True story. I'm not. Neither am I Scottish. English is PERHAPS a better guess - I try to speak more clearly in Holland - but equally wrong. I am, however, British - but that's because Liz let me join her gang a little while ago, and I achieved that by jumping through bureaucratic hoops, not by being born.
I do have red hair, though. As Nick Earls writes of Richard Derrington's doctor in Zigzag Street, one of my favourite books, I am "profoundly ginger". Quite how this means that people should mistake me for being from Ireland I have no idea, though - it's not as though I SOUND Irish. At all!
Lately however, people have begun conversations with me by saying "are you Irish?", or even "what part of Scotland are you from?", and I have to admit that it's beginning to give me the shits. Yes, I live in the Netherlands where everyone speaks English as a second or third language so I can't expect people to be good at picking accents, but you'd think that they might know that, too. Ask me to tell the difference between a Belgian or Dutch accent, or a German, Austrian or Swiss one, and I wouldn't be at all confident that I'd get it right. I might have a GO at it, but I wouldn't just plow in there and say "you must be Bavarian!", because 1) they'd probably be freakin' Antarctican for all I know, and 2) people can get offended when you get it wrong, so it's best not to tempt fate.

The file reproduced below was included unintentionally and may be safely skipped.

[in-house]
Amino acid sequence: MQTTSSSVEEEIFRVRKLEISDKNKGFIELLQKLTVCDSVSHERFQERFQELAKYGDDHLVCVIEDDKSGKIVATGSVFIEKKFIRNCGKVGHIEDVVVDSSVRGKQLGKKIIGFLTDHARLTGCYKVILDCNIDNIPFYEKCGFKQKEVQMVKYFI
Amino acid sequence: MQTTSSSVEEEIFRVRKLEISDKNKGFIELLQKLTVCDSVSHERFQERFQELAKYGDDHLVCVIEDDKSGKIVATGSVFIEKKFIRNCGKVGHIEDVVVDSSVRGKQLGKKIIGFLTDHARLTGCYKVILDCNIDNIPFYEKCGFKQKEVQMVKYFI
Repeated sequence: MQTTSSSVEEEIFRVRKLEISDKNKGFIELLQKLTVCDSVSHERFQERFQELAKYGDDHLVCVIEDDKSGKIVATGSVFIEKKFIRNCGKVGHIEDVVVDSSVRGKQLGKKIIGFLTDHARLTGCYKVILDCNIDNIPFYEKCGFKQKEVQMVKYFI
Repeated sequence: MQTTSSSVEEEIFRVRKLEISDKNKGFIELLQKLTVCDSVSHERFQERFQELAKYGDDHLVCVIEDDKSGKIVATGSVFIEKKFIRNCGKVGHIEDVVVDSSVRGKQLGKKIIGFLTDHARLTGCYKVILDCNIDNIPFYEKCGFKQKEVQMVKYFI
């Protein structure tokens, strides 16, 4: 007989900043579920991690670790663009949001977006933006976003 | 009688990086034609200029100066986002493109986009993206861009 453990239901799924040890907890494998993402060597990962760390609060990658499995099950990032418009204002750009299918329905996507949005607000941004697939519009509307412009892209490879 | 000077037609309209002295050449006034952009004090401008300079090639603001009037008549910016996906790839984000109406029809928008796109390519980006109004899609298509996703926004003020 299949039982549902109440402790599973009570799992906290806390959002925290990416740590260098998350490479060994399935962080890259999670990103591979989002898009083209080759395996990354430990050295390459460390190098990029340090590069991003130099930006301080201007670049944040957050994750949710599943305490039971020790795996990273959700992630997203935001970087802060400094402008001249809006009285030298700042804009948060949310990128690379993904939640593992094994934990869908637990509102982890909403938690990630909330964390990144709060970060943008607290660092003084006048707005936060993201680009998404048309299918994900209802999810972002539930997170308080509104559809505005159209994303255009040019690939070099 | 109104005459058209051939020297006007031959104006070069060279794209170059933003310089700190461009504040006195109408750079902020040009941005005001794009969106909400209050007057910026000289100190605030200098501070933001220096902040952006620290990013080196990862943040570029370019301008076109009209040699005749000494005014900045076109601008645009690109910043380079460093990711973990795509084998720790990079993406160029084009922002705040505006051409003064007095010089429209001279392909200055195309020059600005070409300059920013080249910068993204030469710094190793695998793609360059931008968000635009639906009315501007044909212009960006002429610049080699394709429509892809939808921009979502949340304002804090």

Being mistaken for an Irishman or Scot is not the worst thing in the world of course - but that doesn't mean it's not ignorant. There are more places in the world that breed the occasional red-head than Ireland and Scotland! The thinking that goes with "he's got red hair, he must be Irish" is pretty much the same line of thinking as assuming that if someone's black they must be from Africa. Try that in the East End and see how far you get!
The correct question is, of course, "where are you from?" and then you can go from there. Otherwise you just end up looking like a prize pillock. Or worse, annoying me!
Adventures in pond water
3 weeks ago